The actual doing, it’s all him. He made the dough and I secretly suspect he didn’t mix all the ingredients equally, but I didn’t jump in and do it for him. I didn’t even tell him about it after. He made observations to me on what he needed to do next time to make the donuts better. (we need actual donut cutters. A stronger pot. etc.) He knew there were multiple steps and it would be a long process. He was patient while the dough doubled. He was patient while the donuts proofed for another 20 minutes. (I was not. Seriously. The kitchen was a disaster, and it was taking forever, and I really wanted a nap.) He followed the recipe. I don’t even know what the steps were. He did some things brilliantly. Others, well. It’s hard to mess up fried donuts, but we both agree we don’t have the right tools for decorating.
|Next time, I think I need to spring for proper decorating tips.|
The thing that struck me is how capable in the kitchen he is. He planned things carefully. He pre-watched the video so many times he knew how the flow of the process should work.
Things we learned together:
Stainless steel makes too many scary sounds when oil gets really hot.
Hot oil really hurts when you get it on your finger, but sucking your finger makes it go away.
It really only takes a minute or so to get a nice brown donut.
Everyone wants to eat your food, no one wants to help make it or clean up after it.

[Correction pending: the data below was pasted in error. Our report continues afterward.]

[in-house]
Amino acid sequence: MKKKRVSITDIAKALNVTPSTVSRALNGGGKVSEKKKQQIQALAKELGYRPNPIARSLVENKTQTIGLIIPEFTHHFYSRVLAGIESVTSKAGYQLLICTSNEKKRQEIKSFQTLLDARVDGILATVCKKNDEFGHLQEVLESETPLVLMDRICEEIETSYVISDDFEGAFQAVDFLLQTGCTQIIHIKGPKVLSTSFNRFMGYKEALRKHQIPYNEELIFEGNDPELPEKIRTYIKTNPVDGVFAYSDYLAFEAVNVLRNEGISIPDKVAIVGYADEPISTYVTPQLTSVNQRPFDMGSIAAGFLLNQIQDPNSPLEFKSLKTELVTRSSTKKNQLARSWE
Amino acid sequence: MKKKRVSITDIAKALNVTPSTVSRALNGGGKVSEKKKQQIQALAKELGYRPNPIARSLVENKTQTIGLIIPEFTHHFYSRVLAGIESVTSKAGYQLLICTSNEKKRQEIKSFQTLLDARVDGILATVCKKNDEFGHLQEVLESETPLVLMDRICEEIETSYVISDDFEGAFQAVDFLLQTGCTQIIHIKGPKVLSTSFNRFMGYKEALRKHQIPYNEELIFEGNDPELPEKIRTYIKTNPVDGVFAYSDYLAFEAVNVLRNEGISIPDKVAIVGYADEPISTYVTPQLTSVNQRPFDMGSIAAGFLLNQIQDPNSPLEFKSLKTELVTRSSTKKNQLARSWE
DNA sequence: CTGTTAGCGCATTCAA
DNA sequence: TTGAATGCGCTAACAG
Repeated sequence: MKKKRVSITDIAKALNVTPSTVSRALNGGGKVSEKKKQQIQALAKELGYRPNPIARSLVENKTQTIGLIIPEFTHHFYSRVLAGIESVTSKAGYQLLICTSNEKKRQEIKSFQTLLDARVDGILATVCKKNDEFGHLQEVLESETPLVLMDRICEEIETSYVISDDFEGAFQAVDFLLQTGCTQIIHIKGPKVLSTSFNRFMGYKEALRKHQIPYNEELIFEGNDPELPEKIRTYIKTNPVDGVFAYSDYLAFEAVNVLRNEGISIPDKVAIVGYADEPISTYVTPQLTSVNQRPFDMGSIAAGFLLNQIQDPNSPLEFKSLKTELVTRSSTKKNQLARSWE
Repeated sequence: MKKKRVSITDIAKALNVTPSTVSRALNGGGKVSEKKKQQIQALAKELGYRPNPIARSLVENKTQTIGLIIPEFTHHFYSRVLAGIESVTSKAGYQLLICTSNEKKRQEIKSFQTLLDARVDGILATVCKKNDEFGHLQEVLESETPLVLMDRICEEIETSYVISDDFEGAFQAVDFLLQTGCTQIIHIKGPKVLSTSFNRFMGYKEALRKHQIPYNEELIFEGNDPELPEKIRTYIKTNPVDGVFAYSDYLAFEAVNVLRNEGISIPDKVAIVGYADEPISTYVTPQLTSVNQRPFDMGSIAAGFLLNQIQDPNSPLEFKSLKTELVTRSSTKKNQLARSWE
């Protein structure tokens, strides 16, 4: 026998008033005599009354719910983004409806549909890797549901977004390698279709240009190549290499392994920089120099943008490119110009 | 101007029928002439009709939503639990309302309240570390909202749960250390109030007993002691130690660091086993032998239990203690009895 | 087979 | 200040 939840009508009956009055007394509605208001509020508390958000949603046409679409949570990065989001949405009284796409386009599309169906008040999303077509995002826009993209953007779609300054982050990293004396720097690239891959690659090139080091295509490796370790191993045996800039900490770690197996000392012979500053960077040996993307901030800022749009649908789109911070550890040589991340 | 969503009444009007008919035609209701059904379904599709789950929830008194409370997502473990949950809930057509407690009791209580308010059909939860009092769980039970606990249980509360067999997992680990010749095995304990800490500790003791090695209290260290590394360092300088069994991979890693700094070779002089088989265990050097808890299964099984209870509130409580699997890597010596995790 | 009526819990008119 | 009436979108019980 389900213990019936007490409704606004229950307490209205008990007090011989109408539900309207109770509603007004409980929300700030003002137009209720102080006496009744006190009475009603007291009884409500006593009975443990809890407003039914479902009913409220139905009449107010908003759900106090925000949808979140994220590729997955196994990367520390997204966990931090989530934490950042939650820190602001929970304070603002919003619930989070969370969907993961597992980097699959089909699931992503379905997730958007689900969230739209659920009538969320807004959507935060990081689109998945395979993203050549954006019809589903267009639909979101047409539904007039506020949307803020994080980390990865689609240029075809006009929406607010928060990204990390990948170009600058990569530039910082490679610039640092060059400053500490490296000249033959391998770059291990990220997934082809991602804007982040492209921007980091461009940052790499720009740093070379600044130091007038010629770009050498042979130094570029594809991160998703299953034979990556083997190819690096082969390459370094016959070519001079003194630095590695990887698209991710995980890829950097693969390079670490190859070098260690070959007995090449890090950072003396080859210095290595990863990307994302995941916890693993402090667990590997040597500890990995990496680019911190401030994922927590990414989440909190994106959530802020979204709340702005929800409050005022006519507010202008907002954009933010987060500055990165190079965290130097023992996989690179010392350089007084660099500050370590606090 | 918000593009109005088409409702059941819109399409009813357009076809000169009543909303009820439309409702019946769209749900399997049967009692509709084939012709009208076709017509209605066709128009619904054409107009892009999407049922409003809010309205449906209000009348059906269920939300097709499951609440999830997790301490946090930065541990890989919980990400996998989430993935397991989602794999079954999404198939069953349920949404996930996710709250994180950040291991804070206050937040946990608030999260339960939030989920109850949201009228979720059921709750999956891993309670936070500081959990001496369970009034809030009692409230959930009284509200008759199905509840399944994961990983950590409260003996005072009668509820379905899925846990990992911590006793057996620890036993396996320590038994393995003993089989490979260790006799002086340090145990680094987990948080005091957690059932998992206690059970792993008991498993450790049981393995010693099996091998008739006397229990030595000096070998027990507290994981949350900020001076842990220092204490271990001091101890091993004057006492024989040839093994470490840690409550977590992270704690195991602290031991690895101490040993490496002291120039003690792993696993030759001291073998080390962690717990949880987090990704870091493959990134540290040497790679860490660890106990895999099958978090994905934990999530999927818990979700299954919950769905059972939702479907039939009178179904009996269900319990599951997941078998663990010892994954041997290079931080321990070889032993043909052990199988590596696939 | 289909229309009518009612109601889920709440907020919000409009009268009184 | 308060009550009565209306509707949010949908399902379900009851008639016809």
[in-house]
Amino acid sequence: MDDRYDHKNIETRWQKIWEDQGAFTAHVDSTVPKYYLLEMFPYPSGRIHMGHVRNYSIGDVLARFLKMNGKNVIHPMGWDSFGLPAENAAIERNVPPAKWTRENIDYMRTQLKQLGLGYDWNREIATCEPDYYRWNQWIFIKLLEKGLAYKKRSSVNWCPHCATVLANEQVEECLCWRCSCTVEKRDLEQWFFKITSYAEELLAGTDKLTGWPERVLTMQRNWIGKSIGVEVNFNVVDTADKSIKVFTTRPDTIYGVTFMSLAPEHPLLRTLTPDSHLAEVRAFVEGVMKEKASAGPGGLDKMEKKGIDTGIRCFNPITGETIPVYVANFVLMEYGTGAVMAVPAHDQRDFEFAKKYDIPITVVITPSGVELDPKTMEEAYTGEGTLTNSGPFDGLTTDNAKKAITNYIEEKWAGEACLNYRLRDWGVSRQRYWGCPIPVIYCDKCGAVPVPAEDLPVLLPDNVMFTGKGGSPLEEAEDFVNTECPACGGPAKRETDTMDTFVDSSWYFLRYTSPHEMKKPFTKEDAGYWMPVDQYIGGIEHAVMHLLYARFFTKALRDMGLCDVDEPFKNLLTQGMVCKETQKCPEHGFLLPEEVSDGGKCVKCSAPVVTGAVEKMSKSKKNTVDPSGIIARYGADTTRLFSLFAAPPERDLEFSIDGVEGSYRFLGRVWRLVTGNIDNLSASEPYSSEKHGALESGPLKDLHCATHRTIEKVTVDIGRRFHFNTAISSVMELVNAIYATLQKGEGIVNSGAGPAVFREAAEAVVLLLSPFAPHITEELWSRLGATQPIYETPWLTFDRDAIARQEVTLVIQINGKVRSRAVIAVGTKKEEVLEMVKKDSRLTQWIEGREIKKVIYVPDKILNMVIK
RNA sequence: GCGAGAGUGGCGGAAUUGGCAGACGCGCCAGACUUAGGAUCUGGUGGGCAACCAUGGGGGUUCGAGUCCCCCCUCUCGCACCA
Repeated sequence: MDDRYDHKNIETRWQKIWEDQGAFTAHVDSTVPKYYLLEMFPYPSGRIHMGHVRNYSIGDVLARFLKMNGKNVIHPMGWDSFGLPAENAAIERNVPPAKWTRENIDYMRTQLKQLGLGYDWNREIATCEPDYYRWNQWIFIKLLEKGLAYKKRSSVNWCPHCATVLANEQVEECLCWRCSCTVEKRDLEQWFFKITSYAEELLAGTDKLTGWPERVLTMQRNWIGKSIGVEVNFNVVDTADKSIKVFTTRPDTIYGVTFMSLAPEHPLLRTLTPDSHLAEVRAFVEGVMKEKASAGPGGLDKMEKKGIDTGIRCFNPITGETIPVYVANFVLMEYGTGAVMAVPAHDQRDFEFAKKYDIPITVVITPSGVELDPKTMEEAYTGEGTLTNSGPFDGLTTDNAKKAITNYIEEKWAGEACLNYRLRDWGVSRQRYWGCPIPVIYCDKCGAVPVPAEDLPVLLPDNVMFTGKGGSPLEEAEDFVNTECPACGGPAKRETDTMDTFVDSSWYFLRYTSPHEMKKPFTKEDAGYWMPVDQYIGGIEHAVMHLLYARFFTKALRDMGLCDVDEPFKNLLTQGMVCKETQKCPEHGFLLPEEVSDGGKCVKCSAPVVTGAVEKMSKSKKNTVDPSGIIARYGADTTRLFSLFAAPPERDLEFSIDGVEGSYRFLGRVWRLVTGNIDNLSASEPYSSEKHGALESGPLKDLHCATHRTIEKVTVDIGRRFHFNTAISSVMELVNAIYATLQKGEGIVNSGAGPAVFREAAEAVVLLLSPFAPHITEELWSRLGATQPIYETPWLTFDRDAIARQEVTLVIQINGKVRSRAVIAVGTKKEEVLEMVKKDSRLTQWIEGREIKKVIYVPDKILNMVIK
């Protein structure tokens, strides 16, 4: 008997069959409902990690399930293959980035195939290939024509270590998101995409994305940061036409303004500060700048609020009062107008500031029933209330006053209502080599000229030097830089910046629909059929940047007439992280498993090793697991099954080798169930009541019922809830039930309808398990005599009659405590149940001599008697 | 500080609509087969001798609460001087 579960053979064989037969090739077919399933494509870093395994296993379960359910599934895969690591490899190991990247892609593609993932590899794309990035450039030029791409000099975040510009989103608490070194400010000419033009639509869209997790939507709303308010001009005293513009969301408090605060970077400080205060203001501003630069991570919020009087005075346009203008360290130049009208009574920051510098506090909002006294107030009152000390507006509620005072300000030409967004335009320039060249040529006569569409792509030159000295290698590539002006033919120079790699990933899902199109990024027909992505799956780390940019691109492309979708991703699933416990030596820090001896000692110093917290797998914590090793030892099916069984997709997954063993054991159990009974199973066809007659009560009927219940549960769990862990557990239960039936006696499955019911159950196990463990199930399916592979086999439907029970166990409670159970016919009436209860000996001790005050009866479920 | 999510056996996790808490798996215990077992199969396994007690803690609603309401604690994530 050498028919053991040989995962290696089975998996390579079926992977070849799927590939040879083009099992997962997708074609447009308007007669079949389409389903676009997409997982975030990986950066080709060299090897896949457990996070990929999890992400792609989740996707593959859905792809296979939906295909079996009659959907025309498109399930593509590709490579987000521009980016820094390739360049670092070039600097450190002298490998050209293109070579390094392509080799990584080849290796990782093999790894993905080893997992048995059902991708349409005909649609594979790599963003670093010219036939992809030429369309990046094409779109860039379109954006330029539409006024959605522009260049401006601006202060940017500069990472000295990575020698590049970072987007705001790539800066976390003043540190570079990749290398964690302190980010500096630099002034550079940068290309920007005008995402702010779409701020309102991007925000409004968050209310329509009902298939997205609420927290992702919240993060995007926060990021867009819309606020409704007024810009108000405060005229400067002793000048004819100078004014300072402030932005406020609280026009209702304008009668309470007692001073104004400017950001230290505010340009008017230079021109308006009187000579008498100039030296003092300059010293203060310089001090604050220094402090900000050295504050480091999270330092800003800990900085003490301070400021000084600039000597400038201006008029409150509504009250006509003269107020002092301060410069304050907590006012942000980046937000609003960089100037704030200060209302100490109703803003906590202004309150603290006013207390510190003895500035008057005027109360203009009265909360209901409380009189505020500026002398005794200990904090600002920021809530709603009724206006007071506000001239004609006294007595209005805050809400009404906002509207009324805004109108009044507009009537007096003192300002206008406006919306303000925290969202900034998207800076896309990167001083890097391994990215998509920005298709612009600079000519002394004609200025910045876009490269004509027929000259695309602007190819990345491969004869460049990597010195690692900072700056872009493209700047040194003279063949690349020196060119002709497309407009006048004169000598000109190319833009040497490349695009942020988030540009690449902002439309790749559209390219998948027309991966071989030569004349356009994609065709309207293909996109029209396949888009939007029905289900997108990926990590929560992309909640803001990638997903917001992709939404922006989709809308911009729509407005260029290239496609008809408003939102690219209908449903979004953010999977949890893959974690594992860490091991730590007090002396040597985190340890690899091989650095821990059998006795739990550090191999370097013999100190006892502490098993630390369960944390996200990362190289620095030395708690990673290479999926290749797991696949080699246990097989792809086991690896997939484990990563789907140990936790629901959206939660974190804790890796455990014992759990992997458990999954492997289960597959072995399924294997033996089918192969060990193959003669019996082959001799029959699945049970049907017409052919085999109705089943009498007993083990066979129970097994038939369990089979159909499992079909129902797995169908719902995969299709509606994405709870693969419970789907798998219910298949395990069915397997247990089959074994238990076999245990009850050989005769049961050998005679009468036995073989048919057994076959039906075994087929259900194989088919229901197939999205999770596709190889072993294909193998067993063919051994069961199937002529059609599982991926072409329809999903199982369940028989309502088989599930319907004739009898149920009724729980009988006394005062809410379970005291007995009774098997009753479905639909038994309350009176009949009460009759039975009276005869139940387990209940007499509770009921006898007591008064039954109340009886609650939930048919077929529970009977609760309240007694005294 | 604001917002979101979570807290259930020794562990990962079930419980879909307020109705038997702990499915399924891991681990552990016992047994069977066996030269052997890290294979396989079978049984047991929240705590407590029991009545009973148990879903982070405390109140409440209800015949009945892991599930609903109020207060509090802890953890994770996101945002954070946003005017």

Playing with dough is fun.
At one point, while he was waiting for the oil to get to 350 degrees - now? now? How about now? - we were both kinda stuck in the kitchen area, not able to leave hot oil on a stove, but not able to really do anything else. He picked up a ball of dough that was leftover and too tough to use, and started tossing it. He commented on its texture. The sound it made when it hit his hand. How stretchy it was. How we could catch the ball sometimes by poking a finger in it so it wouldn’t drop. How he’d like to try that homemade cinnamon play-doh recipe I used to make when he and his brother were toddlers.
And then we were playing catch with the ball of dough because it was just the right size - a soft, squishy combination flour, salt, butter, sugar and egg. If you can’t imagine playing catch with a ball of dough, trust me, it’s fun. He made up a game, because 12 year old boys love games, and we had to catch it one-handed only.
Catch is a great game. You toss a ball casually back and forth and eventually someone starts talking. Since my son is in this separate-from-the-mom phase and also notoriously incapable of remaining silent, it didn’t take long for him to chatter at me about all sorts of the nonsensical things that are so important to a 12-year-old. And this is why the ball of dough was perfect. No one had to ‘do’ anything. We didn’t have to find a ball. Get a glove. Go outside. Put on sunscreen. We lobbed a ball of dough back and forth chatting while the oil heated up (really slowly).
|Then the donuts were done and glazed and delic.|
Then the donuts were done, and he made sure there were enough doughnuts for everyone, with an extra for him. He cleaned (mostly) the kitchen. It energized him. He wants to do more.
And I saw my Bear. I saw the Bear his friends see, his teachers see on a good day, his father sees when they’re playing video games or talking, like they are now, about how science fiction fires up the imagination to think about what is possible. His father is determined Bear be confident enough to pursue a life of creative endeavors in science, baking, art, professional YouTubing, whatever, because Husbear and I both agree this kid is amazeballs, and the absolute worst thing to happen to him would be encouraging him to lead a life of conformity in a 9-5 world that wouldn’t begin to understand or care about this amazing, beautiful, soulful child.